No one, not even if you dislike westerns, should pass on this one.
140 out of 164 people found the following review useful:
Leone's film unfolds across the screen in time and space with all the mellowness and majesty of such great Westerns as "Shane," "The Searchers," and "The Magnificent Seven.", 29 January 2000
Author: ironside (firstname.lastname@example.org) from Mexico
*** This review may contain spoilers ***
"Once upon a Time in the West" is Leone's masterpiece and certainly one
of the best Westerns of all time... It is beautifully shot, perfectly
cast, ambitious, erotic, humorous and wonderfully scored by Leone's
regular composer Ennio Morricone, whose haunting melodies are just as
important as the widely separated dialog occurring on the action..
The film opens with an extreme close-ups of Jack Elam, Woody Strode and Lionel Stander waiting at a station for Charles Bronson... Henry Fonda has sent them to kill him...
The railroad wants a property for its water well belonging to the newly widowed Claudia Cardinale, a fancy lady from New Orleans who just arrived in Flagstone and learns about the tragedy... We would come to understand, much later, Claudia Cardinale's role as the bearer of water, life, and continuity to the civilization of the New West...
Fonda, a despicable hired gun, kills her husband and orders, without a twinge of guilt, the slaughter of the entire family, innocents women and children...
Henry Fonda, in a chilling performance, plays the cold-blooded murderer, the most vicious villain in Westerns history to ever ride the big country... the blue ice-eyed child killer, gunning down a 9-year old boy...
Bronson as 'The Man' is like Clint Eastwood 'The Man With No Name,' with only one thing in common: they are the most ruthless heroes in Westerns history sharing the same character in their quality 'not' to say much in their need of emotions, in their fast draw, in their disinterest in women, in their air of mystery and in their macabre sense of humor...
Their differences are also very clear: 'The Man With No Name' has no past whatsoever, and 'The Man' is motivated by revenge to settle an old personal score...
Claudia Cardinale plays Jill, the well-proportioned, husky-voiced beauty, the lady, the businesswoman, the maker of coffee involved with Fonda in an incredible perverse erotic sequence...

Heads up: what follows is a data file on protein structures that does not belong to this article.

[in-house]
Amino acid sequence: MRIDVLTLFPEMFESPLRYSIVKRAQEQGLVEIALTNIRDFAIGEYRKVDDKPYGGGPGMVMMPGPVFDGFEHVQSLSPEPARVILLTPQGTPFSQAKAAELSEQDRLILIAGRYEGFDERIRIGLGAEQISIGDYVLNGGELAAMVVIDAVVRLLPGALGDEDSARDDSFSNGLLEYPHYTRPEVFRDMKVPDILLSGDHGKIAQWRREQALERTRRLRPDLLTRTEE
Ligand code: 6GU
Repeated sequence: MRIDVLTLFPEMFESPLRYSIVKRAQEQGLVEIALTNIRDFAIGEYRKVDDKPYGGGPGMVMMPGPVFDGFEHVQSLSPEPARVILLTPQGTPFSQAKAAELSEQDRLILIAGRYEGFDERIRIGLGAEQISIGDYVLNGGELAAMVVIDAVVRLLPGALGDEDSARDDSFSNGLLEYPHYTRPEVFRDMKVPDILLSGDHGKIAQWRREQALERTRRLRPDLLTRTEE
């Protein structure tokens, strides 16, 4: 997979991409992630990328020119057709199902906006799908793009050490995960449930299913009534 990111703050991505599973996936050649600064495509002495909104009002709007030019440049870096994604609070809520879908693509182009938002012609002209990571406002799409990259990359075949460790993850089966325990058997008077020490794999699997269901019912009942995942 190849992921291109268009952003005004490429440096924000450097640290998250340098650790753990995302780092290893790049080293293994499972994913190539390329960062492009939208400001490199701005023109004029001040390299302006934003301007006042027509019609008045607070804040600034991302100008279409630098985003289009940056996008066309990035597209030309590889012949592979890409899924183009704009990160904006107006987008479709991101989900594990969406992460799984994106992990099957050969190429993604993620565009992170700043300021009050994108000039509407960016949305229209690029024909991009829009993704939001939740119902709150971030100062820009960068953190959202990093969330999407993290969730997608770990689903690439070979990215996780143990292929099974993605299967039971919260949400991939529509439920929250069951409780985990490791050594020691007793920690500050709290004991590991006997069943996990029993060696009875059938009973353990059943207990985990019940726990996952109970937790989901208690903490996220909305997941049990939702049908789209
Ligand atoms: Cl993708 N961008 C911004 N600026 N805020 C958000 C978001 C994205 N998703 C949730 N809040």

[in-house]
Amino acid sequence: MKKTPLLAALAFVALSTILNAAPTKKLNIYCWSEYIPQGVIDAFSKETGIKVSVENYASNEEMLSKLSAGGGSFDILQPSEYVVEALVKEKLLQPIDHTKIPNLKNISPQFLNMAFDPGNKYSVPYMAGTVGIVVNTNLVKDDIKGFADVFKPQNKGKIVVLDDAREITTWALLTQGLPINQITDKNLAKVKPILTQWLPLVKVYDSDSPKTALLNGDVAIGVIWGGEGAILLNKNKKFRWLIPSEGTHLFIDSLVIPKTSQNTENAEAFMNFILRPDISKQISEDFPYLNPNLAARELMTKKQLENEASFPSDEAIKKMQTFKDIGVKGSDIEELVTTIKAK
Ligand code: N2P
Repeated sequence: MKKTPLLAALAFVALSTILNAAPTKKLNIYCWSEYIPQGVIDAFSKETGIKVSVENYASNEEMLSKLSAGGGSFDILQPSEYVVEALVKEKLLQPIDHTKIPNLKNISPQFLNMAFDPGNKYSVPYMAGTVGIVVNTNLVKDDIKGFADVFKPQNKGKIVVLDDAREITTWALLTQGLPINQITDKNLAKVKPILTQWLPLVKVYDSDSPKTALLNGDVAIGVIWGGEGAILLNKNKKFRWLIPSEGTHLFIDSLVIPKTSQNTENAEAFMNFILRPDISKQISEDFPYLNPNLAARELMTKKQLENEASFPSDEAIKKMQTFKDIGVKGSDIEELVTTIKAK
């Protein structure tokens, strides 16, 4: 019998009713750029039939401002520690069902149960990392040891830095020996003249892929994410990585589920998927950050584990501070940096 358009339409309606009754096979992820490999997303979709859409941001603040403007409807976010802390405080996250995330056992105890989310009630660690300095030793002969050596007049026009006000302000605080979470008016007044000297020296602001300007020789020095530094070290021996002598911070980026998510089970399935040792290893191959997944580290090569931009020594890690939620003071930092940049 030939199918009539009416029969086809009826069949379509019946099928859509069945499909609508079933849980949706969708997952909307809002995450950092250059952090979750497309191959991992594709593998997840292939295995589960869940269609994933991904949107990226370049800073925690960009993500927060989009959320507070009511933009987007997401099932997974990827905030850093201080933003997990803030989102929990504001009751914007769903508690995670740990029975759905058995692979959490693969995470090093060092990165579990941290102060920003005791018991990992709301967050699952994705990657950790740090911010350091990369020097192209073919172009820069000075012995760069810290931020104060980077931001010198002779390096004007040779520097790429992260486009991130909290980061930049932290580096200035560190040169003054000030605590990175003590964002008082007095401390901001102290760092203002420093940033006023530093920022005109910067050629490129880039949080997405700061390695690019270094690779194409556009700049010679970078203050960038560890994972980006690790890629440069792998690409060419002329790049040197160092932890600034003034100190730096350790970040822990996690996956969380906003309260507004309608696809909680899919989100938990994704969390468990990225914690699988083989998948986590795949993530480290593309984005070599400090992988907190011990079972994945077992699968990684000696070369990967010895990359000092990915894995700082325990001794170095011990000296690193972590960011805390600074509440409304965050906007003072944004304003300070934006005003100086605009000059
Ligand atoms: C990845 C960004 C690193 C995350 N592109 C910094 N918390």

The blood, the violence, the humor, the several gunfights and the final showdown have been constants in Leone's Westerns since "A Fistful of Dollars"...
The highlights of his movie are so many: Leone's overwhelming shot when he raises his camera over the Flagstone train station office revealing the sprawling town; when he replaces a shot of a smoking gun with a shot of a smoking train; when he uses close-ups instead of dialog to reveal what a character is thinking; and the striking use of his extreme close-up in the final shootout... Leone builds up tension by slowly circling his two characters, focusing with his camera on their eyes, hands and guns while the level of the music is raised to evoke the action...
Leone's film is a brave epic Western, extremely violent, immensely powerful... It's above all fable and fantasy, as the desire for revenge is childish and fruitless... It is the essence of a great filmmaker...
144 out of 222 people found the following review useful:
Far Away The Best Movie Ever, 9 November 2004
This is one true masterpiece, I can't remember any other movie (and I have seen a lot of movies) that is so powerful like this one. This movie has everything great ambient, scenes larger then life, hypnotic Morricone music and what is most important great acting. In this move Sergio Leone proved that he is one of the most unique directors in movie history. If you saw this movie you know that almost every scene is great piece of art in almost every scene you are amazed by visual style of Leone. In all other great movies (like: Godfather, Casablanca, Citizen Cane, Notorious,Big Sleep, The Third Man, etc.), you won't find these many great scenes like in this one. This is an ultimate Western and i want to say: Thank you Sergio Leone for your great vision and this masterpiece, after this one there is no need for any other western, in compare to this one John Fords westerns are movies for kids and women.